The Hunt Saboteurs Association can reveal that one of West Mercia Police’s wildlife crime officers, PC Gerry Plant, is a keen hunter and his Facebook friends list contains many animal abusers. Among them is Tony O’Brien (also known as Tony Smith). O’Brien is a well known fox digger and a serving police officer’s association with such a person is deeply concerning. O’Brien is pictured below (right) with a bloodied terrier whilst another man torments a fox who is barely still alive.


obrien right

Plant, based at Telford, also owns Staffordshire Game Hawks and breeds peregrines to sell to hunters. The falconry industry has grown considerably over recent years, driven by wealthy hunters from the Middle East purchasing birds from the UK. With such a disregard for suffering to animals, it’s deeply worrying that West Mercia Police saw it fit to allow him the position of wildlife crime officer.


Gerry Plant is by no means the first wildlife crime officer involved in the persecution of the UK’s wildlife. In October 2017, Leicestershire Police’s wildlife officer, PC Rob Cross, was recorded advising the Atherstone Hunt on which laws to use against hunt saboteurs. In 2016, PC Sharon Roscoe, another wildlife officer for Leicestershire police, was outed as an active member of the Belvoir Hunt. In 2013, PC Sarah Ward was forced to step down from her position as wildlife crime officer for North Yorkshire Police after the HSA exposed her links to the Badsworth & Bramham Moor Hunt.


gerry plant

The Hunt Saboteurs Association’s spokesperson, Lee Moon commented: How West Mercia police believe such a man is suitable to be a wildlife crime officer is beyond comprehension. His attitude towards animals is clear from his ownership of Staffordshire Game Hawks and his list of facebook friends is a catalogue of animal abusers. The public can surely have no faith that such a man would investigate any hunting crimes or indeed any crimes against wildlife. The animal abusers of Telford and surrounding areas must be delighted to have one of their own on the inside and will be carrying out unspeakable acts against animals with complete impunity.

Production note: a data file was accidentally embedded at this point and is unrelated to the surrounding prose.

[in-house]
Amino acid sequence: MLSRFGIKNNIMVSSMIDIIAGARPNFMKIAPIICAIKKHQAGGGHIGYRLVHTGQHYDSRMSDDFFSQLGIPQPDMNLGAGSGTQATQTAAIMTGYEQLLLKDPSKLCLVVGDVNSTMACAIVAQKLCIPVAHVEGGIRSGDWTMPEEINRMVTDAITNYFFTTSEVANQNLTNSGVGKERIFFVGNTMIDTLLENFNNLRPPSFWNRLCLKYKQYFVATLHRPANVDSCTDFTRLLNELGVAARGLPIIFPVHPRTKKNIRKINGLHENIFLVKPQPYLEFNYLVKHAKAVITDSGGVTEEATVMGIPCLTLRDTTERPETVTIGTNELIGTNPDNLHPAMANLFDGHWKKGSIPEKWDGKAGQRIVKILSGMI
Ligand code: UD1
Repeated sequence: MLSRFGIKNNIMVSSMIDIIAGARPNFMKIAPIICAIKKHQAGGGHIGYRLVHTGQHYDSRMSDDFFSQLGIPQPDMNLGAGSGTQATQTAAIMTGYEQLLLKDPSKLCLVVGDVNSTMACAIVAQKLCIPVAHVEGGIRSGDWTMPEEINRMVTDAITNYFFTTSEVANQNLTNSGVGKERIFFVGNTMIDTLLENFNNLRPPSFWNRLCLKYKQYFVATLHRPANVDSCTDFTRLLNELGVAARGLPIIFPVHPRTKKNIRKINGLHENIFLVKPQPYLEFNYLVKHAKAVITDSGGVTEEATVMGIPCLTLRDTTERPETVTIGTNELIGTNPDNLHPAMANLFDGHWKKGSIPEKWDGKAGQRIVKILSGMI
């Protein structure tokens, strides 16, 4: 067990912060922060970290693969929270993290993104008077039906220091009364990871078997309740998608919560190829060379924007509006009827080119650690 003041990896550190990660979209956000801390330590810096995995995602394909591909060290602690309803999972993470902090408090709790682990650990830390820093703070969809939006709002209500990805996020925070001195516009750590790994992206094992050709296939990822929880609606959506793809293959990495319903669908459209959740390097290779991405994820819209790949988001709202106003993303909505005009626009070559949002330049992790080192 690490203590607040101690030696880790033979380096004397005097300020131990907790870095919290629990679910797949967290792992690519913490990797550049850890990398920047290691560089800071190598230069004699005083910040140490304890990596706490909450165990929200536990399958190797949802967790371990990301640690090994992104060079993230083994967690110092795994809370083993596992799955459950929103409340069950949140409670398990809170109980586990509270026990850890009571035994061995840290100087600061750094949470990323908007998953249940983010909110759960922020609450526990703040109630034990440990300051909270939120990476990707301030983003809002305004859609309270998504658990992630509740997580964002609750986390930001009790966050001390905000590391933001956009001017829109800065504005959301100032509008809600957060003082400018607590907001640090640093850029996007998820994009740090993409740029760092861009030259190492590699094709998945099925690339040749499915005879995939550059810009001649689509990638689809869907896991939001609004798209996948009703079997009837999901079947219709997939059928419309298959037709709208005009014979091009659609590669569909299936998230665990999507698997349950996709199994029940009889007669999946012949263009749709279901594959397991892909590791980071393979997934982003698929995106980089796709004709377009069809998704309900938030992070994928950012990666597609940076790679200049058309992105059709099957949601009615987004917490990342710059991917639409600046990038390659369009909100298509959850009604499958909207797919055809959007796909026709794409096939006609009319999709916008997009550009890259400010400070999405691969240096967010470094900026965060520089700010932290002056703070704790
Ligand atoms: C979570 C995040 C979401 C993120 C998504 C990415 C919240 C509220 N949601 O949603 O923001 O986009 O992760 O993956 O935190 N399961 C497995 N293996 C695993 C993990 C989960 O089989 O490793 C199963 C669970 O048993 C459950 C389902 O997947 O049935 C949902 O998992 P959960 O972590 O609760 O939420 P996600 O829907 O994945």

The pheasant and partridge shooting industry is suffering a severe blow due to the current lockdown and social distancing guidelines issued by the government. 


The HSA has received reports of shoots across the UK cancelling shoot dates, with many even writing off their whole upcoming seasons as a result of the coronavirus crisis. The threat of further restrictions on movement later in the year and the likelihood of an economic downturn is forcing shoots to not take the huge financial risk of purchasing gamebirds and instead simply not continue this year. 


As the pheasant and partridge shooting seasons begin in October and September respectively, shoot days are booked well in advance, with each spot costing upwards of £1,000. However, very few have managed to sell any days so far due to the uncertainty ahead. As many shoots rely on this income now to purchase birds from game farms to be shot later in the year, this also crucially means that many farms are also severely struggling.